Towering inferno at Banani: Message from Nayeem’s resolute eyes

Assumedly there are amply conversant and well-informed persons among the owners and occupants of the high-rise F R Tower where some one thousand people worked in the posh upmarket locality at Banani in the capital; be that as it may it cannot but defy common sense how after a massive fire raced through all the floors of the building killing 26 people and injuring some more.
Three Oscars winner Hollywood movie ‘Towering Inferno’ starring the great Paul Newman and Steve McQueen —which earned a nomination for the Academy Award for the Best Picture and was the highest-grossing film premiered in 1974 —was also released in Dhaka in 1979. It is possible that neither the tower’s owners, nor its designers and structural engineers have watched that admired motion picture; but how could they ignore the essential and indispensable textbook lessons on fundamental safety code while designing the 22- storied building?
After the devastating fire the damaged building is unsafe for use now as cracks have developed on its columns and slabs, the BUET Prof Ansary said. His team has set a timeframe of 150 days to conduct a detailed engineering assessment. The building might be made usable after the assessment if all fire safety measures and the compliance of the building code are ensured,” he said. “There was no staircase separated from the main building. Even that is a violation. They have to set up separate fire exits beforehand,” he said. The decision regarding the illegally erected top floors will depend on the findings of the DEA, he said while replying to a query on whether they would recommend breaking the floors. “There were fire safety equipment but there were no trained staff members to use those…the building authorities never conducted a fire drill either,” he said, adding that such incident will recur despite having modern fire safety equipment if the staffers were not trained.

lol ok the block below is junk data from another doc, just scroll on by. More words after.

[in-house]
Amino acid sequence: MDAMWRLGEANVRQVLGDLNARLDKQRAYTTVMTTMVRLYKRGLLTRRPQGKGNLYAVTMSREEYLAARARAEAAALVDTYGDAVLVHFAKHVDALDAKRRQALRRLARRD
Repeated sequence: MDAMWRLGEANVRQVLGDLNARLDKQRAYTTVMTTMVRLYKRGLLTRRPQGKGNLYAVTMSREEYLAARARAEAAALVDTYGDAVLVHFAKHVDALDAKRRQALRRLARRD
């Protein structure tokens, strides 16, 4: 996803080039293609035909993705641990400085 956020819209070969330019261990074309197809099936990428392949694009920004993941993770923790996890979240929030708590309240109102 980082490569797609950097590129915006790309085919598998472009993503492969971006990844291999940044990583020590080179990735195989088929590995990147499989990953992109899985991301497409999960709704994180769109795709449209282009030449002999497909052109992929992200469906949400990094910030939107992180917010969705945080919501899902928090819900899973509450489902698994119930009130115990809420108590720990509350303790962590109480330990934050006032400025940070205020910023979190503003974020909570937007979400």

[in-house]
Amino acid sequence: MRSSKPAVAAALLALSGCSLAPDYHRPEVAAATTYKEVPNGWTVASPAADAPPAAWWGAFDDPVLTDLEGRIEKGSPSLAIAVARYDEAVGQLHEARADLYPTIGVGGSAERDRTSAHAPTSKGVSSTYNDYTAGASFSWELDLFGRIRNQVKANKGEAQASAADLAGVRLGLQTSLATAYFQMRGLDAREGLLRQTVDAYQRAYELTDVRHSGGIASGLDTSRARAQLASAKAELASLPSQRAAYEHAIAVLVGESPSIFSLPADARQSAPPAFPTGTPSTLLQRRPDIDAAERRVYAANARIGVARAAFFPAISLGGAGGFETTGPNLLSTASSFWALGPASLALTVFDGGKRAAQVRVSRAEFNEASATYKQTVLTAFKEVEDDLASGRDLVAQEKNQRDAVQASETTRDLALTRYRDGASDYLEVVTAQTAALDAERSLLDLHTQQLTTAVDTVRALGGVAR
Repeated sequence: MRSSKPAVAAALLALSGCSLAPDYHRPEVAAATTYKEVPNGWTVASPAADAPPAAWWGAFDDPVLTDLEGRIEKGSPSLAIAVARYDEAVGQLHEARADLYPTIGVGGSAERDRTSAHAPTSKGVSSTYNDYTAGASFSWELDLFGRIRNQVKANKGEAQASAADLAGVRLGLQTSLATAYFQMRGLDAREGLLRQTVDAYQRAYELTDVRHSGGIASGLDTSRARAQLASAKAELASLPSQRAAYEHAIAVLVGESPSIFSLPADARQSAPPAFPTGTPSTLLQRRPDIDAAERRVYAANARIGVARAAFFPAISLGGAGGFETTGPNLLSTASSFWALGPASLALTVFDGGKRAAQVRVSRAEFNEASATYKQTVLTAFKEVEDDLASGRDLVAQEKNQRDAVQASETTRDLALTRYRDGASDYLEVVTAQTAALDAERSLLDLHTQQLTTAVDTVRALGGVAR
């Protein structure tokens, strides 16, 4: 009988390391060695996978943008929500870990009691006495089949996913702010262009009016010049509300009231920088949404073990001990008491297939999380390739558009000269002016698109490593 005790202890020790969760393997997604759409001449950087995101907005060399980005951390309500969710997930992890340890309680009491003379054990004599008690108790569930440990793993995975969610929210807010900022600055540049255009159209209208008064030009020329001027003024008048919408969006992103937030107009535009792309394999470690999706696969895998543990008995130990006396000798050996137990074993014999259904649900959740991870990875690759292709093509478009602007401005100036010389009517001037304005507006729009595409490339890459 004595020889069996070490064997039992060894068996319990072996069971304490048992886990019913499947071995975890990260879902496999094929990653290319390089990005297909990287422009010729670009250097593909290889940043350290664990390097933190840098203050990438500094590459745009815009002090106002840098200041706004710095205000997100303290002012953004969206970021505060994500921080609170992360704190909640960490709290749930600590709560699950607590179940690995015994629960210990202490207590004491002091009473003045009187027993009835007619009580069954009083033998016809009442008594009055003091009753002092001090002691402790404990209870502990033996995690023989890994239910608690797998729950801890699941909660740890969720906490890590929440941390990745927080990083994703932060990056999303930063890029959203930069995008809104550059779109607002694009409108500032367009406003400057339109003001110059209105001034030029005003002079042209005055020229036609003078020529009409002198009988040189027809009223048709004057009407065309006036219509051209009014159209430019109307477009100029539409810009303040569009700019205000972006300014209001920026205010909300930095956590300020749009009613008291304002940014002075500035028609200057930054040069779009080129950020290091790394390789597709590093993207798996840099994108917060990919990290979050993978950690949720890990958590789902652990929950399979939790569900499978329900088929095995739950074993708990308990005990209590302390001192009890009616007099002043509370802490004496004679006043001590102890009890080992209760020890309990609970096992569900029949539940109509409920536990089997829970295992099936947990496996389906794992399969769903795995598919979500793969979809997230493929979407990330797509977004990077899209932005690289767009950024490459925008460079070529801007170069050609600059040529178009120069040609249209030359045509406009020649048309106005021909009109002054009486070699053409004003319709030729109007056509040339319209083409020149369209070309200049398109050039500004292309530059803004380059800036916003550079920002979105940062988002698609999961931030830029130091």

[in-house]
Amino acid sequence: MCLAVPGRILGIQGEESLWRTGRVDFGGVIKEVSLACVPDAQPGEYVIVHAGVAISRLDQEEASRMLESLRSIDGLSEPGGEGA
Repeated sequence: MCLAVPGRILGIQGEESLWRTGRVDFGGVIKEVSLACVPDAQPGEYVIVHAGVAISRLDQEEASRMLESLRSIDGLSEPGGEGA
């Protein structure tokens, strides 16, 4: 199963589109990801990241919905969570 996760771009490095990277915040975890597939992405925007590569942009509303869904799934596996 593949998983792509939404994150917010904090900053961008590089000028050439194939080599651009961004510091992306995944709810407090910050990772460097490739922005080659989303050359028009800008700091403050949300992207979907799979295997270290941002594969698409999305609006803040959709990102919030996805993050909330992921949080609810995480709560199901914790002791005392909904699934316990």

On 21 February a blaze killed 69 persons at Chawkbazar Churihatta where inflammable chemicals caught fire — which happened after 8 (eight) years of the devastating Nimtoli blazing inferno of 3 June 2010 in downtown Dhaka that killed 124 people. Now it is apparent that the stakeholders could not or did not learn any lesson from the past mistakes. This we say because it was so to speak a repeat performance of the deadly Nimtoli tragedy that originated in chemical warehouses.
The Churihatta fire instantly harks back to the Nimtoli fire because of its striking resemblance. Originating from an electrical transformer explosion, the fire was presumed to be fanned by chemicals as well as combustibles stored in shops, and the narrow lanes of the densely populated residential area made it hard for firefighters to extinguish the blaze.